Sometimes for the sake of expediency, sometimes out of necessity, the teams responsible for the refit lived onboard Solitaire, which can house a total of 420 people. In November 2008, a Kongsberg sub-contractor (Servie) pulled up to 20 kilometres of cable while the ship was operating off of Egypt. This required some additional safety and security measures, but the time saved was invaluable.

Upon Solitaire's arrival at the Rotterdam shipyard, Kongsberg's team of between 19 and 23 technicians and engineers moved onboard. These teams slowly moved the ship's operations from the older systems to the newly installed systems, all without using shore power and with 300 personnel living aboard the ship.

The presence of the ship's crew during the commissioning work was both intentional and beneficial. "We have a tremendous amount of knowledge onboard the vessel itself in its crew. There are only three of us in the technical department, who work with this vessel from shore," said Pesman. "Most of the expertise is on the ship itself.

"We wanted the crew to be onboard during the installation and commissioning process because it would give them a unique opportunity to learn the systems and gain knowledge."

Skullerud also admired the crew's attitude and knowledge: "The documentation on this ship is truly flawless. The engineers and electricians know every cable on the ship, every termination. Usually during a job like this, we do a number of spot-checks of the I/Os, as insurance. Often, we have to ask crews to do this, and they comply grudgingly. In this case, though, the crew was pushing us to double-check everything. You can sense the pride they have in this ship."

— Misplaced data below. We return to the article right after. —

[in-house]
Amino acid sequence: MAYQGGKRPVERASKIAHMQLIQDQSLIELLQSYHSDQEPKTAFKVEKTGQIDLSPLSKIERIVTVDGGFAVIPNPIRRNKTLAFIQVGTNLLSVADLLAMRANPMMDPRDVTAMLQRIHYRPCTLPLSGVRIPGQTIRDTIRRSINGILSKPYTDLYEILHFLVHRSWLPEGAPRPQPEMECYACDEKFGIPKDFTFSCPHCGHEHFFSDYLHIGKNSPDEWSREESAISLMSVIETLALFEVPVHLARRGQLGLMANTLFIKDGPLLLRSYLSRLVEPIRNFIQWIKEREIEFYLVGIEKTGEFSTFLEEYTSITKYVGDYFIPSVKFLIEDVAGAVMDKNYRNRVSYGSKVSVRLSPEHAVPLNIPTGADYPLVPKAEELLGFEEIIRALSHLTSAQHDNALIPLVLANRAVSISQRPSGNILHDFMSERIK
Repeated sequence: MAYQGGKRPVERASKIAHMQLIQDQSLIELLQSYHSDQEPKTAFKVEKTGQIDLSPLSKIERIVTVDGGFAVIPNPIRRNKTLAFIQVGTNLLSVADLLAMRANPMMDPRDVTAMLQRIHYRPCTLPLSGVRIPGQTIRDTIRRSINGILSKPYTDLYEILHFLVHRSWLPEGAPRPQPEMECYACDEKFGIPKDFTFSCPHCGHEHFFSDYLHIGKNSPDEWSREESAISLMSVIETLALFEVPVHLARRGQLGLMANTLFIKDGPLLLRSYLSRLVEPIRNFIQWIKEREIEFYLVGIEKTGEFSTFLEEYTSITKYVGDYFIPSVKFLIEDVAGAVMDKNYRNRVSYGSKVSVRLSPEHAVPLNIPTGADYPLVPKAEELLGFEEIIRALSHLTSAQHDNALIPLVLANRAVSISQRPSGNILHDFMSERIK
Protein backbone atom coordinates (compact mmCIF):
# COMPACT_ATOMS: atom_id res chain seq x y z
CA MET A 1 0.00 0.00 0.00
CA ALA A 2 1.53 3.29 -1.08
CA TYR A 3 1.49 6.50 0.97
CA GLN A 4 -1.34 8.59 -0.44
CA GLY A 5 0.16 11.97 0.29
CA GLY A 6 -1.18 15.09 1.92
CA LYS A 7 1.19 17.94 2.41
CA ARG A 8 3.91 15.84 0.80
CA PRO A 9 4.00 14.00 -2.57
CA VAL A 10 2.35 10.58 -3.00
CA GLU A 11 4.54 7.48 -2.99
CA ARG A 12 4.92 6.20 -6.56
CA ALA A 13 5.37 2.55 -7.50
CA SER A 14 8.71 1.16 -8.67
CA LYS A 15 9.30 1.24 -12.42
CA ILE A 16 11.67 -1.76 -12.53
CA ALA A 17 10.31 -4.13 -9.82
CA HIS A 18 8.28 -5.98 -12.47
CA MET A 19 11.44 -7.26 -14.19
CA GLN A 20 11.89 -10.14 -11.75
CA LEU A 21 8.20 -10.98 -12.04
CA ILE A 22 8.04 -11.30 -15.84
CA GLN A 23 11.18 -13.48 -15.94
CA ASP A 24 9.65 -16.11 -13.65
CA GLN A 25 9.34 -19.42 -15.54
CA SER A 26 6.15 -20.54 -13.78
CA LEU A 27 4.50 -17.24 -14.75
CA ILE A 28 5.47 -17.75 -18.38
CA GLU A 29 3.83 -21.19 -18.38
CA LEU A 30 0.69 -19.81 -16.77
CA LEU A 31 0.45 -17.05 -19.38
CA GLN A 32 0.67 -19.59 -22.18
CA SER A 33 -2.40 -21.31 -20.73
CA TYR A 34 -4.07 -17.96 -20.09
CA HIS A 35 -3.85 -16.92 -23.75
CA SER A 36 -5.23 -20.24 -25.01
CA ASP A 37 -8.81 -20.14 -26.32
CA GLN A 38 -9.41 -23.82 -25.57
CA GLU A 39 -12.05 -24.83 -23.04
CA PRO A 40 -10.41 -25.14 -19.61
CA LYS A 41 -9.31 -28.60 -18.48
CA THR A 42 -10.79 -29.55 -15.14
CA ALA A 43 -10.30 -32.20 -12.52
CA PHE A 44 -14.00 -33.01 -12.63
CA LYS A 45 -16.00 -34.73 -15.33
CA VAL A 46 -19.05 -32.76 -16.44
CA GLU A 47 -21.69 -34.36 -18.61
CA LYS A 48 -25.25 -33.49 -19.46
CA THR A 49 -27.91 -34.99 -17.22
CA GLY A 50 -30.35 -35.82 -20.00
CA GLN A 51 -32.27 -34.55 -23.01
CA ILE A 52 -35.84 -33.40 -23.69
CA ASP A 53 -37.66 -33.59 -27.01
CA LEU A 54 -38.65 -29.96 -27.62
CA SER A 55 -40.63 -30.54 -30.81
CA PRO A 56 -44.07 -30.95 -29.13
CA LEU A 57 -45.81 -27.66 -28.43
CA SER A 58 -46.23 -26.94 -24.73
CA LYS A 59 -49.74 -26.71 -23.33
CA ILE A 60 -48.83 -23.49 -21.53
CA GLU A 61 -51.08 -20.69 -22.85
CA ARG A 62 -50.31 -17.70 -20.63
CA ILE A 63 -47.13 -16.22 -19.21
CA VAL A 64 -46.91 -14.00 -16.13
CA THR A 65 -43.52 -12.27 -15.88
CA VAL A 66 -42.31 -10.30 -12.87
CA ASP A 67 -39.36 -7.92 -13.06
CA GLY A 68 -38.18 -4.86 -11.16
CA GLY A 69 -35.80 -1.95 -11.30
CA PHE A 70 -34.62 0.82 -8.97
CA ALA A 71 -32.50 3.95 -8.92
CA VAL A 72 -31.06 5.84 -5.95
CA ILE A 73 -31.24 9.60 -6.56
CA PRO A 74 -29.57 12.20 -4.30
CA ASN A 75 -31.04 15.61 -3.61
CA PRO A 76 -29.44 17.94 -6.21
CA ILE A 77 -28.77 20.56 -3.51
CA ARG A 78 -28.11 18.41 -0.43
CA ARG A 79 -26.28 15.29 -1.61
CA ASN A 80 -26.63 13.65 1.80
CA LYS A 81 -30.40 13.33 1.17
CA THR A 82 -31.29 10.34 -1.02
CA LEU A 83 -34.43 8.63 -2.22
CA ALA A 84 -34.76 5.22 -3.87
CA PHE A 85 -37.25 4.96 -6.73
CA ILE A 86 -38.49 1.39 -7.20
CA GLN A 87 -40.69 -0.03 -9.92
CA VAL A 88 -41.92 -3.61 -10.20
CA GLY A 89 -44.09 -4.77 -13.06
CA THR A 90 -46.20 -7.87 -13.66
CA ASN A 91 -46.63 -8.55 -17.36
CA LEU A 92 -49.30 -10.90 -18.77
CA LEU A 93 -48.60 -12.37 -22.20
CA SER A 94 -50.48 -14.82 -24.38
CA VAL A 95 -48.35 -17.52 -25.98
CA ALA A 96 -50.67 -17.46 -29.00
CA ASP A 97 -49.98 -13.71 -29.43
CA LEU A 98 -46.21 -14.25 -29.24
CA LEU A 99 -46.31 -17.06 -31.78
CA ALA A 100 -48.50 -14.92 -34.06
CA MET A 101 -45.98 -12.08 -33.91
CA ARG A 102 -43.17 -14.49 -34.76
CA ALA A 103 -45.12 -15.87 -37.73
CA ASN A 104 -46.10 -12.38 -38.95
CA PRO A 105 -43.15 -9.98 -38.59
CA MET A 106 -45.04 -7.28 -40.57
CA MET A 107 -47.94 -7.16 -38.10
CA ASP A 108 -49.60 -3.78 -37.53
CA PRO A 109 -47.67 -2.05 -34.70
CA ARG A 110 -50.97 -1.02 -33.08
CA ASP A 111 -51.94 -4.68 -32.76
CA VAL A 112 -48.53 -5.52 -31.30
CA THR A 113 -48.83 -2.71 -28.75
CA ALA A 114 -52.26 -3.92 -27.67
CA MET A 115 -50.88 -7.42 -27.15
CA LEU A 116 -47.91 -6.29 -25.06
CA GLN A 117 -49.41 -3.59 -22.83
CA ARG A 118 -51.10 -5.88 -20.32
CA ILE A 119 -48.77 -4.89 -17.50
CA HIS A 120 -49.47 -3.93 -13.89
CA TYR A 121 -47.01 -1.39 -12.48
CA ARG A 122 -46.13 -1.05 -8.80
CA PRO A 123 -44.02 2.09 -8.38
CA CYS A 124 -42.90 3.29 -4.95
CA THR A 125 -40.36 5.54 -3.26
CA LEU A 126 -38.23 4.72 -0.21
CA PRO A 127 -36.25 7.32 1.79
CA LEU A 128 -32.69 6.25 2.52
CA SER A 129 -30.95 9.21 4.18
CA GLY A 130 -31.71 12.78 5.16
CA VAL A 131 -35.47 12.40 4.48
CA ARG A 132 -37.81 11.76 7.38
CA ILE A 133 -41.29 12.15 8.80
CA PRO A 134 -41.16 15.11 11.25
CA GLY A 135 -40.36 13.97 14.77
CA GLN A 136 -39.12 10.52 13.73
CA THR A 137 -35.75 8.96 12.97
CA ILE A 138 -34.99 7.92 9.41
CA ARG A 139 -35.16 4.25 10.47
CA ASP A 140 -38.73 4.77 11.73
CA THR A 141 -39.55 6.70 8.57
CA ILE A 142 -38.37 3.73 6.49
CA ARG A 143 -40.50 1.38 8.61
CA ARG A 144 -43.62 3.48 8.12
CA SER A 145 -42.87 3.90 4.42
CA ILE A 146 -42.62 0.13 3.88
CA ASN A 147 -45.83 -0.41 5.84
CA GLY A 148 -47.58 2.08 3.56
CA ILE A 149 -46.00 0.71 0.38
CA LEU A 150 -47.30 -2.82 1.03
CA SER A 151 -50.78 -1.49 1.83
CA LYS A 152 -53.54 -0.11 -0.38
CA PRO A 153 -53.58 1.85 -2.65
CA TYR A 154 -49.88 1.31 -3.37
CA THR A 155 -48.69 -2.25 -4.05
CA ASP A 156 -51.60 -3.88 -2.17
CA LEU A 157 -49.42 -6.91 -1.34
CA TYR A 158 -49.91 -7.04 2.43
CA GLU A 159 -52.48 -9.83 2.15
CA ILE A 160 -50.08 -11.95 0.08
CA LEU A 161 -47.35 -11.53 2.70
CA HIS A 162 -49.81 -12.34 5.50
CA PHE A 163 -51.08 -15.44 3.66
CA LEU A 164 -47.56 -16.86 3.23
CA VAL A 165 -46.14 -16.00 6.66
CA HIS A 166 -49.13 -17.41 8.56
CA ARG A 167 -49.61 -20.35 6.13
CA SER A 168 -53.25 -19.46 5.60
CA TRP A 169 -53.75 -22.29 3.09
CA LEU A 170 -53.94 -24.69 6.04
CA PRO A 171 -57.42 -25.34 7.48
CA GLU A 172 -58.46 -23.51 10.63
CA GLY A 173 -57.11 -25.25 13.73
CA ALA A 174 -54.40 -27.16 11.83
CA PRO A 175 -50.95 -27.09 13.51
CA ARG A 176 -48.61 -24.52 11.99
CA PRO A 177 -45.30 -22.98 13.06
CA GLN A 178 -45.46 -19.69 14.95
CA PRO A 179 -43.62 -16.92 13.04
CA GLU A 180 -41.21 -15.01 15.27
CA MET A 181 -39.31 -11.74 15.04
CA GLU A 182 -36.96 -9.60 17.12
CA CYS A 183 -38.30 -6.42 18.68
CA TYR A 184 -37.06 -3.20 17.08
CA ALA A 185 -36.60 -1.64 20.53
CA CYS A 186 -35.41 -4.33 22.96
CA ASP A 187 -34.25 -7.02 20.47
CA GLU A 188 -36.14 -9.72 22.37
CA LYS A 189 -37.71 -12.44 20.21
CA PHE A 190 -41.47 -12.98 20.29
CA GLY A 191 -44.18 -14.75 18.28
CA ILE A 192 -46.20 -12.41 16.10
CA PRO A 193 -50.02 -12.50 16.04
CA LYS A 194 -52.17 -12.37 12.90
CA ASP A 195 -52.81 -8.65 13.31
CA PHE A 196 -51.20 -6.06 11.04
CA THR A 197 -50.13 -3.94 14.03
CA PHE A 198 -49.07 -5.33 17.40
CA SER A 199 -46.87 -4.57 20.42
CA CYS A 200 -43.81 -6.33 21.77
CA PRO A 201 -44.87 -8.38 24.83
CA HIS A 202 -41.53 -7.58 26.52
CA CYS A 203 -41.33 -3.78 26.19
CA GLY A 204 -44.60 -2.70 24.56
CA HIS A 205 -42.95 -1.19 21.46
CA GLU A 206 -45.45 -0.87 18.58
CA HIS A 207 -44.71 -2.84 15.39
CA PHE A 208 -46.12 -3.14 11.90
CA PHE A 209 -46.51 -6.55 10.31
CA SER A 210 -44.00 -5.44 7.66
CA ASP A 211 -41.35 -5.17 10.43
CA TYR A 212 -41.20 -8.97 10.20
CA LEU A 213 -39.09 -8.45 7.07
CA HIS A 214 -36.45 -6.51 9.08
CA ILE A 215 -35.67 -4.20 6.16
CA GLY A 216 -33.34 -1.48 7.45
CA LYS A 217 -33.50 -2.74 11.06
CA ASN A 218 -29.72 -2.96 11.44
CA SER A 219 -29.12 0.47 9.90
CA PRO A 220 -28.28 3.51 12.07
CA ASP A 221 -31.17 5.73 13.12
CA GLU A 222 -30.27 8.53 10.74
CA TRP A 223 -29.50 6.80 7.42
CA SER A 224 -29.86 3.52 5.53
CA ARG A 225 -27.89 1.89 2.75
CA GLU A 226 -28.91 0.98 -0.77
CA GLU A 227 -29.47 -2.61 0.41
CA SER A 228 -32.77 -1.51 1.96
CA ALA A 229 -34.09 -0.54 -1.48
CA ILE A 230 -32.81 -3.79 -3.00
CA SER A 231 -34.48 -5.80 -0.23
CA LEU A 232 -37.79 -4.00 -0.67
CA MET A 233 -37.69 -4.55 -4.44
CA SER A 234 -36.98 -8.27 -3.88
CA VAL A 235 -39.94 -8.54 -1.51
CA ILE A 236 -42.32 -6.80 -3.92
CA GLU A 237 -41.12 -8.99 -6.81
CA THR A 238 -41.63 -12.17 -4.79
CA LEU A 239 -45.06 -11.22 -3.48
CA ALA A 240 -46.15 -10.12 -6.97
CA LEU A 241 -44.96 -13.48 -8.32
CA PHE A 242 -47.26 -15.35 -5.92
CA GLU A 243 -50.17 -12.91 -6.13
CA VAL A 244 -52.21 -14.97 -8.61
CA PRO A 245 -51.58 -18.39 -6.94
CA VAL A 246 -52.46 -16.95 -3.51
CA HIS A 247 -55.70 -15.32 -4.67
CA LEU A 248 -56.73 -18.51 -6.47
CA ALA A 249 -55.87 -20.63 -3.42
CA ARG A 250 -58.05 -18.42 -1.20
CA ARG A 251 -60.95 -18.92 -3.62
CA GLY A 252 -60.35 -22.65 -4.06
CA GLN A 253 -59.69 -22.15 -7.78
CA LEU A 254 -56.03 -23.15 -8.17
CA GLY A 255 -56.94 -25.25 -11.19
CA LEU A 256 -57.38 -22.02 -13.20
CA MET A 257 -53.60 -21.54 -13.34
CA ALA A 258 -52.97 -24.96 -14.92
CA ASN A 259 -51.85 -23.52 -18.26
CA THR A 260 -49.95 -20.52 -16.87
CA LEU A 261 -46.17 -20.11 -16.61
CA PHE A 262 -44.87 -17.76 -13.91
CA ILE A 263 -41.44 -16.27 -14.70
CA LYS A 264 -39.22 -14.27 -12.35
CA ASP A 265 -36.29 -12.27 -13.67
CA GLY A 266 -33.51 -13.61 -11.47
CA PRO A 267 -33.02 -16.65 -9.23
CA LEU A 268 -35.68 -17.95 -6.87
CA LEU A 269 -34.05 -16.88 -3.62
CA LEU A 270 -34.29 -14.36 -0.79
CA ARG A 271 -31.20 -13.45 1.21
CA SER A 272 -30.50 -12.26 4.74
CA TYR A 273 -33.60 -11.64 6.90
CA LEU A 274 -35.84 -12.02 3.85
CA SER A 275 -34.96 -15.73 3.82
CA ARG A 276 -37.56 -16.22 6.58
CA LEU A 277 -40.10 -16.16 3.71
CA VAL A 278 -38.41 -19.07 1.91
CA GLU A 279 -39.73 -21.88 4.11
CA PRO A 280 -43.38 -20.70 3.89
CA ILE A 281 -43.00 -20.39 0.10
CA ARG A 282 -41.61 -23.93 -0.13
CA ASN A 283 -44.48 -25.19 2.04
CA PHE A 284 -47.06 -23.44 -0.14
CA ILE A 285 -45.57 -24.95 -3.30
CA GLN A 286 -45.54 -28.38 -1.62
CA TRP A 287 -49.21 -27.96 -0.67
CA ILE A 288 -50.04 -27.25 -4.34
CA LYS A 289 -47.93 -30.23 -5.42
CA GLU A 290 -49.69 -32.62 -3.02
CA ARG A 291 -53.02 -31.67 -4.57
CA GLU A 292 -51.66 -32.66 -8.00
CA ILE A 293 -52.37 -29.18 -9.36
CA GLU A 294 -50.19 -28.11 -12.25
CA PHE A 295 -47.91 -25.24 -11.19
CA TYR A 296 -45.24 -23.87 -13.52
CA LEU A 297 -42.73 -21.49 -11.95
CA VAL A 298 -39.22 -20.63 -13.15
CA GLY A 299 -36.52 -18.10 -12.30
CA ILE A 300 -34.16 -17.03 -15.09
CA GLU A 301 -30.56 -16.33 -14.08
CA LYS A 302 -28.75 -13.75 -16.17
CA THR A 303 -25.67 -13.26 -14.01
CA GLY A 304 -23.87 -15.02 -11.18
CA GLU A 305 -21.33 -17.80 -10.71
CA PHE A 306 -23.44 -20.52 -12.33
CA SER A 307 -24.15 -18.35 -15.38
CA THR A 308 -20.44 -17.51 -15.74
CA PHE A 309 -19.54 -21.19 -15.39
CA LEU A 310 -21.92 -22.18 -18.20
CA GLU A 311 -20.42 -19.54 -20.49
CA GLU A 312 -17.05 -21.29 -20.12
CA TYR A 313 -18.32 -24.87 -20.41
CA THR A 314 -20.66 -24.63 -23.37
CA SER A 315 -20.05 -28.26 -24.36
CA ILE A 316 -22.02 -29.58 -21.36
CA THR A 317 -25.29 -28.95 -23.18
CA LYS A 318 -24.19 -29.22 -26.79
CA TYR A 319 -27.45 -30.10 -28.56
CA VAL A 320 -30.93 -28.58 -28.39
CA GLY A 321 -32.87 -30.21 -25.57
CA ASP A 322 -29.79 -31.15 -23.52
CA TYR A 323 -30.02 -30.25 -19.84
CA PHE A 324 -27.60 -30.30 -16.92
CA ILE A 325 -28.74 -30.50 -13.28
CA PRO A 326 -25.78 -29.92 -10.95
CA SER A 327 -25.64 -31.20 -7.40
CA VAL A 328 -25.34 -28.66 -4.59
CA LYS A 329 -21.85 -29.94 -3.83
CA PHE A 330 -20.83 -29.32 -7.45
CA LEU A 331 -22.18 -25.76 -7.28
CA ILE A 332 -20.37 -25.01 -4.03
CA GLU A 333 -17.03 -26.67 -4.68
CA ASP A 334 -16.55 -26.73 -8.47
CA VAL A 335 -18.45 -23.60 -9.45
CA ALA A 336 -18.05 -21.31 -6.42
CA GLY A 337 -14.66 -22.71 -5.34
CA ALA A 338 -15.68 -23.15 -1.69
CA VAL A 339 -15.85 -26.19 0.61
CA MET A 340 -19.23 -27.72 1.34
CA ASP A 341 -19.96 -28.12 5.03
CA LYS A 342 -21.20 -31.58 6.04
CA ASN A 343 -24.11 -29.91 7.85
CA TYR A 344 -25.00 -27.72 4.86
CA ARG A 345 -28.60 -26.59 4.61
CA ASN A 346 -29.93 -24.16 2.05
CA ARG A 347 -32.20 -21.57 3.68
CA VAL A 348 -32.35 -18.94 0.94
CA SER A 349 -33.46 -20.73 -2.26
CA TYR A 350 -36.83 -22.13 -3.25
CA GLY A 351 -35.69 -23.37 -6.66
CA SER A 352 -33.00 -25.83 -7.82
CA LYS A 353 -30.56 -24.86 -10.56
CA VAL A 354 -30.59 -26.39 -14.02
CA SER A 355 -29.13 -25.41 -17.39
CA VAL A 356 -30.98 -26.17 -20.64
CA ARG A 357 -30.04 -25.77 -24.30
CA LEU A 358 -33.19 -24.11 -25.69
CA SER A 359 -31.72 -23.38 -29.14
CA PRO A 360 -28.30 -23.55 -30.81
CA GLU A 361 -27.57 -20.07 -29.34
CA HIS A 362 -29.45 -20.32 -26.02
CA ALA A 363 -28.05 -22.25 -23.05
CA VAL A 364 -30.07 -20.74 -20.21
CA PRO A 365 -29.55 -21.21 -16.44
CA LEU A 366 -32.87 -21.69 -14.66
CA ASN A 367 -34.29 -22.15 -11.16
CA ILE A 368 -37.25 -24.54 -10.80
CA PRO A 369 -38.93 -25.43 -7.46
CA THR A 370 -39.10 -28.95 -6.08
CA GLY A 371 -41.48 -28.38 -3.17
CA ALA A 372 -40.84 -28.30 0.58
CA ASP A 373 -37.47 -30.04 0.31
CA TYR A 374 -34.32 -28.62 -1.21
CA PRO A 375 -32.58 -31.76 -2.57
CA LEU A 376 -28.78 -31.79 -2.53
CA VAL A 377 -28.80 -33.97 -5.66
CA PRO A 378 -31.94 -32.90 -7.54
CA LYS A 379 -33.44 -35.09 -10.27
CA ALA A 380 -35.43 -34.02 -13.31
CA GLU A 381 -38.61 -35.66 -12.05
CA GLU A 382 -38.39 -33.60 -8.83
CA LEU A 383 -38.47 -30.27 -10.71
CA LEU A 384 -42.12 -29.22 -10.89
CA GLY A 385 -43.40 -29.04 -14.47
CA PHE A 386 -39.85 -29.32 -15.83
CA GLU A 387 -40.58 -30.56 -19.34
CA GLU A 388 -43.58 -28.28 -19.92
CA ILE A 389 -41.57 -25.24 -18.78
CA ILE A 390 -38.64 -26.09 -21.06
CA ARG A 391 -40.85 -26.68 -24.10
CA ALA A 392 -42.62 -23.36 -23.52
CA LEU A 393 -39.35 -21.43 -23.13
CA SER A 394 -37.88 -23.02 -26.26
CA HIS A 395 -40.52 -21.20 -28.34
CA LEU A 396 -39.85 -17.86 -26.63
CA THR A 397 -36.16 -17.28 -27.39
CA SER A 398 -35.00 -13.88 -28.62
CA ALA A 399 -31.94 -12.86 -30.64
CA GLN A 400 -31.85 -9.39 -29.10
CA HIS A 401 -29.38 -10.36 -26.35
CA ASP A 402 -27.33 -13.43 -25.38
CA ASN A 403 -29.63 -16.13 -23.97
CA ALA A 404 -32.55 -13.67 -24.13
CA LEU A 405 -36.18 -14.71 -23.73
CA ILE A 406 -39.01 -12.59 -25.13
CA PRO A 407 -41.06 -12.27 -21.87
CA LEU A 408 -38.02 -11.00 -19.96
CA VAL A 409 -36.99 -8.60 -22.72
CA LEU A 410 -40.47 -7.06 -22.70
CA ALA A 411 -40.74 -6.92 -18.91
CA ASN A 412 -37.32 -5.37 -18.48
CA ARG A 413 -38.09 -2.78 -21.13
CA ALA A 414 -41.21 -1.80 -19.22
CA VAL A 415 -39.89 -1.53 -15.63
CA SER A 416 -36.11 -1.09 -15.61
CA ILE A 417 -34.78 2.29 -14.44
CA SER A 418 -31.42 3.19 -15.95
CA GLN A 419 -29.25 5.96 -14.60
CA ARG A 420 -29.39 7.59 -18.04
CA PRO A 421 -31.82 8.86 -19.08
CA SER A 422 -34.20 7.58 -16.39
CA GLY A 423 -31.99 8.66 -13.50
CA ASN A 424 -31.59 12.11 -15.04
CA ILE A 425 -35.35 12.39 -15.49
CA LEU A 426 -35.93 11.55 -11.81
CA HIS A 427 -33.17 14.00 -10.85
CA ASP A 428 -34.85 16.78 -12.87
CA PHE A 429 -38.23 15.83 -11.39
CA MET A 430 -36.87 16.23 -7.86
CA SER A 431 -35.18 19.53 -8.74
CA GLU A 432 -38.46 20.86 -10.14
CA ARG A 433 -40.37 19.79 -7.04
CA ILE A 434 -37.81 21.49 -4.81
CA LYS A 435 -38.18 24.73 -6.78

Pesman concurred: "It's the biggest vessel in our fleet, which means there's some prestige in it. It's also a result of the management."

Always ambitious

After approximately 7,000 hours of work onboard, Kongsberg's teams wrapped up their work on 22 April with the completion of the customer acceptance tests. Although some minor issues remain to be settled (including an adjustment after the two thrusters are installed later this year), the Solitaire refit can be classified as a success.

"I believe we've gotten value for money, and I appreciate the professionalism we saw from Kongsberg in completion of the project," said Pesman. "Feedback from the crew regarding the new systems has been positive. The bridge teams are particularly excited about the functionality that they have discovered in the newer ship control systems."

The new thrusters will be added later this year. Once they're in place, the vessel will have improved workability, with thrust in a more effective location.

This will hardly be the final ambitious project for a company that has made a living of doing what none have done before. Innovation and new technology is central to Allseas' philosophy. For a technical superintendent like Pesman, who must keep all the new technology maintained and spare parts in stock, it is surely priceless to have a flexible partner who delivers on its promises.

Making DP pipe-laying operations possible

The S-Lay style pipelay systems (assembling the pipeline horizontally before lowering it down to the sea bed) favoured by Allseas enable its ships to install larger pipe, deeper than conventional J-Lay competitors. Holding the pipeline on Solitaire are three tensioners, which control the powerful forces on the pipe itself. The DP system onboard combines the thrust available with the force created by the pull of the pipeline to keep the vessel in position, and move forward. Accurate positioning is critical, as too little forward thrust would lead the pipeline to buckle near the seabed and too much forward thrust burns too much fuel and strains the tensioners. A tension control master system monitors the tensioners and provides a single input to the DP system, which responds with the necessary thrust.